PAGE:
The Attorney General for Northern Ireland has won the right to appeal against a decision to uphold the removal by the Charity Commission for Northern Ireland of a trustee from a charity for disabled police officers.
The CCNI removed Robert Crawford from the board of the Disabled Police Officers' Association of Northern Ireland in January 2015, 11 months after opening a statutory inquiry into the charity that focused on its governance and financial arrangements.
Crawford appealed to the Northern Ireland charity tribunal, but his appeal was rejected at a hearing in October 2015.
But John Larkin, the Attorney General for Northern Ireland, used his powers under the Charities Act (Northern Ireland) 2008 to intervene, and this week the High Court granted him leave to appeal against the decision.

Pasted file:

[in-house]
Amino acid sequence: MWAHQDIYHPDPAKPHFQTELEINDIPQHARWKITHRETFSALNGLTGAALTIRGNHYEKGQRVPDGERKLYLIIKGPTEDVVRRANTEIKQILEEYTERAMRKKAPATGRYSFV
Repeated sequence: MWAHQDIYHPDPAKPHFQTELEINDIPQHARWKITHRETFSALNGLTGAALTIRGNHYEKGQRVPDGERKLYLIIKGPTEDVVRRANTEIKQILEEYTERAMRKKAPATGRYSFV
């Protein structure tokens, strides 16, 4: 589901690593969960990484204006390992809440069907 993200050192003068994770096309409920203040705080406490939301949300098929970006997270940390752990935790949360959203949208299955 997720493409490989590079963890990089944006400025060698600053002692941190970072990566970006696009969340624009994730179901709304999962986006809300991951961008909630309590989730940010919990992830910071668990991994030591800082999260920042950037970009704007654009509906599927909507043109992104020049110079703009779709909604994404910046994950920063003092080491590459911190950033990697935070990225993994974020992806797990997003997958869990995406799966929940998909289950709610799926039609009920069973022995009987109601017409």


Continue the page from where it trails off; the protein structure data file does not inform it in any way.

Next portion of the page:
Larkin argued the tribunal had been wrong to conclude Crawford’s removal was necessary to protect the charity and had "offered no satisfactory basis or reasoning" for its conclusions nor explained what Crawford had done that amounted to misconduct or mismanagement.
The judgment says the CCNI felt aggrieved that Larkin had stepped in.
It says: "It has complained that at least some of grounds of the appeal are appeals on the facts and are not on points of law.
"Furthermore, the attorney general has appealed, when he is largely ignorant of much of the evidence adduced before the tribunal and which frames the tribunal's decision."
The judgment says appeals against the tribunal in Northern Ireland are "very much in their infancy" but Larkin’s appeal raises issues of wider importance, including how a decision should be recorded.
It says it is important these decisions set out "in an unambiguous fashion the findings of the facts" and provide intelligible reasons.
The judgment says a date will be set for the appeal to be heard.
The CCNI has concluded its investigation into the charity, and in March it published a preliminary report saying it was satisfied that all issues at the charity had now been resolved. The regulator said it would not publish a full report until the ongoing appeals had been concluded.